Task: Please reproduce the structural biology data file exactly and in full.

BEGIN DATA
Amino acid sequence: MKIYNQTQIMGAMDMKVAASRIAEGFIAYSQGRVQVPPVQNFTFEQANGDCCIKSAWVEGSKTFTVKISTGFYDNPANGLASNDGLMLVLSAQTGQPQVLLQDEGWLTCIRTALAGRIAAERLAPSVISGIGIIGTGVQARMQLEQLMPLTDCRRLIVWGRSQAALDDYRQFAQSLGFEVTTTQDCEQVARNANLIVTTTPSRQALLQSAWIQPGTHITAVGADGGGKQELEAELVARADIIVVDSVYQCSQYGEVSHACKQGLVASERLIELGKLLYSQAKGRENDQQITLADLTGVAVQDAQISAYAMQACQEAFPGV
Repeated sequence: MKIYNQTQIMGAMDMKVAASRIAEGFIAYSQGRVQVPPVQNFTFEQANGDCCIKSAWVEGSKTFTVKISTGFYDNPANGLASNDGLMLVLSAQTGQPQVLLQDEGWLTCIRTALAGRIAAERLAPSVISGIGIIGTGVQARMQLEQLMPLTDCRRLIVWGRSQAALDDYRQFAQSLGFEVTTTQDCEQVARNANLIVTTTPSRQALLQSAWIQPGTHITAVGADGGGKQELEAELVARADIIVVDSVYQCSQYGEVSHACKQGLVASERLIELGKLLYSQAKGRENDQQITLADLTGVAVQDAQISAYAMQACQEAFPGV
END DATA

Amino acid sequence: MKIYNQTQIMGAMDMKVAASRIAEGFIAYSQGRVQVPPVQNFTFEQANGDCCIKSAWVEGSKTFTVKISTGFYDNPANGLASNDGLMLVLSAQTGQPQVLLQDEGWLTCIRTALAGRIAAERLAPSVISGIGIIGTGVQARMQLEQLMPLTDCRRLIVWGRSQAALDDYRQFAQSLGFEVTTTQDCEQVARNANLIVTTTPSRQALLQSAWIQPGTHITAVGADGGGKQELEAELVARADIIVVDSVYQCSQYGEVSHACKQGLVASERLIELGKLLYSQAKGRENDQQITLADLTGVAVQDAQISAYAMQACQEAFPGV
Repeated sequence: MKIYNQTQIMGAMDMKVAASRIAEGFIAYSQGRVQVPPVQNFTFEQANGDCCIKSAWVEGSKTFTVKISTGFYDNPANGLASNDGLMLVLSAQTGQPQVLLQDEGWLTCIRTALAGRIAAERLAPSVISGIGIIGTGVQARMQLEQLMPLTDCRRLIVWGRSQAALDDYRQFAQSLGFEVTTTQDCEQVARNANLIVTTTPSRQALLQSAWIQPGTHITAVGADGGGKQELEAELVARADIIVVDSVYQCSQYGEVSHACKQGLVASERLIELGKLLYSQAKGRENDQQITLADLTGVAVQDAQISAYAMQACQEAFPGV